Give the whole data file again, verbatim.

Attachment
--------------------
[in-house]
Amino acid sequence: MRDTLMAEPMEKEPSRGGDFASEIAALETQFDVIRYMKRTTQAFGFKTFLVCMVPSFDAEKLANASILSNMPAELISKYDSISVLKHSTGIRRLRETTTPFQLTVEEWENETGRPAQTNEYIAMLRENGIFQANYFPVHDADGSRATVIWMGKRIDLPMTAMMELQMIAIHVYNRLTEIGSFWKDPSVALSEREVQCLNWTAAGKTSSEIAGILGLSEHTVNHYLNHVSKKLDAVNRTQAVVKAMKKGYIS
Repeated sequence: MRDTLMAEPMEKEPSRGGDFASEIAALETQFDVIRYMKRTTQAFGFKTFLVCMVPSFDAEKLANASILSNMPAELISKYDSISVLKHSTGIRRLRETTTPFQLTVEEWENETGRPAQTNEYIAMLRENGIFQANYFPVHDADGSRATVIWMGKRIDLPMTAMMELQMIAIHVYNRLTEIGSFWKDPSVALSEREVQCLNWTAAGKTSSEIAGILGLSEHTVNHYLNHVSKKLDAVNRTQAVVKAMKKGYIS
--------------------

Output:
[in-house]
Amino acid sequence: MRDTLMAEPMEKEPSRGGDFASEIAALETQFDVIRYMKRTTQAFGFKTFLVCMVPSFDAEKLANASILSNMPAELISKYDSISVLKHSTGIRRLRETTTPFQLTVEEWENETGRPAQTNEYIAMLRENGIFQANYFPVHDADGSRATVIWMGKRIDLPMTAMMELQMIAIHVYNRLTEIGSFWKDPSVALSEREVQCLNWTAAGKTSSEIAGILGLSEHTVNHYLNHVSKKLDAVNRTQAVVKAMKKGYIS
Repeated sequence: MRDTLMAEPMEKEPSRGGDFASEIAALETQFDVIRYMKRTTQAFGFKTFLVCMVPSFDAEKLANASILSNMPAELISKYDSISVLKHSTGIRRLRETTTPFQLTVEEWENETGRPAQTNEYIAMLRENGIFQANYFPVHDADGSRATVIWMGKRIDLPMTAMMELQMIAIHVYNRLTEIGSFWKDPSVALSEREVQCLNWTAAGKTSSEIAGILGLSEHTVNHYLNHVSKKLDAVNRTQAVVKAMKKGYIS